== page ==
CATALYST - FALL 2018 VOL 1 NO 2 - Page 4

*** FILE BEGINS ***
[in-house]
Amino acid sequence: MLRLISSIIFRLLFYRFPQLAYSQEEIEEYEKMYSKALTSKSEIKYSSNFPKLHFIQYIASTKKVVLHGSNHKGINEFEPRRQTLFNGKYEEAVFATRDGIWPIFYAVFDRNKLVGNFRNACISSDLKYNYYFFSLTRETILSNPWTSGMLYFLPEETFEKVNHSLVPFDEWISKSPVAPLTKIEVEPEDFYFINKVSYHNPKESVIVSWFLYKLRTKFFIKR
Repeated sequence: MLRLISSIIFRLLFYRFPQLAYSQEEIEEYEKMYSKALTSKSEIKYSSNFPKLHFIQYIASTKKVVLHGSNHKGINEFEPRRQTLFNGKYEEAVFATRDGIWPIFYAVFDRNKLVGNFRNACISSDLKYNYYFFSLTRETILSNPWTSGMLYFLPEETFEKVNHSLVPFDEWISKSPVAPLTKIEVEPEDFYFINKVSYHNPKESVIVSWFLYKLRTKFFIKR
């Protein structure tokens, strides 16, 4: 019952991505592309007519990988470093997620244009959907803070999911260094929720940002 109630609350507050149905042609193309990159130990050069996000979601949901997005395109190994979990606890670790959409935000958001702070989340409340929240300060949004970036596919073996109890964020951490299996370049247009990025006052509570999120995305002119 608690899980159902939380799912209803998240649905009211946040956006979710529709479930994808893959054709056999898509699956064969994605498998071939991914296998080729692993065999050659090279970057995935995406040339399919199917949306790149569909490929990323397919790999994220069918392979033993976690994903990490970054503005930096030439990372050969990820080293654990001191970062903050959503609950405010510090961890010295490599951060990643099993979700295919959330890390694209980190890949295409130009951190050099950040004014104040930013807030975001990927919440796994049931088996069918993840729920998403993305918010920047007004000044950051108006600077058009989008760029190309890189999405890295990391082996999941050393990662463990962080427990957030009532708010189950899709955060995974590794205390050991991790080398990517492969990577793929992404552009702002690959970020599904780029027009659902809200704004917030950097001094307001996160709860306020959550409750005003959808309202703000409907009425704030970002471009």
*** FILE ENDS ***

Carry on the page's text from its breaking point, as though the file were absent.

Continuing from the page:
CATALYST In Our Pursuit of Health Equity T here has been an explosion of interest, discussion, and action in the pursuit of health equity. Thought leaders have moved this issue to center stage in nearly every form of social investment and innovation from health research to programs and policy. Health equity has captured the passion of the public and private sectors as well as those underserved populations for whom the science and ethical principles most directly apply. At Healthcare Georgia Foundation, health equity has collided with our nascent understanding of health disparities and the social determinants of health, creating a transformation in our view of philanthropy and the purpose of our grantmaking. As a follow-up to my previous blog on the social determinants of health, I offer reflections on the Foundation’s emerging view of health equity. GARY D. NELSON, PhD, is President of Healthcare Georgia Foundation For more than a decade, health equity has been our vision and our “north star.” We broadly define health equity as a process and outcome where everyone in Georgia has the opportunity to attain their fullest potential for health and well-being. Driven by ethical principles and informed by science, we have relied on disparities in health as our opportunity yardstick to define the problem, to inform our charitable investments, and to measure the impact we seek to make. Our Foundation’s social contract dictates that we demand rigor, insist on evidence, take risks, and celebrate progress. We know that individuals and communities experiencing social exclusion, marginalization, discrimination, or disadvantages in opportunity manifest deeply intractable disparities in health and well-being. They are the motivation for our work. While the work is complex, and collective agreement difficult to achieve, we acknowledge and embrace those who join us, as we come to understand the following:  Health Equity is a journey paved with opportunities. Health Equity is not equality, opportunity is not distributed equally.  Communities are at the epicenter of health equity—place matters!  E Q U I T Y 4 Health Equity is grounded in the ethical principle of distributive justice.   The best solutions to health inequities should come from those most adversely affected.  Power, leadership, and relationships are the currency for achieving greater health equity.  The pursuit of health equity will be disruptive, uncomfortable, and threatening.  Health equity is a moral, cultural, civic, and humanitarian imperative. HEALTHCARE GEORGIA FOUNDATION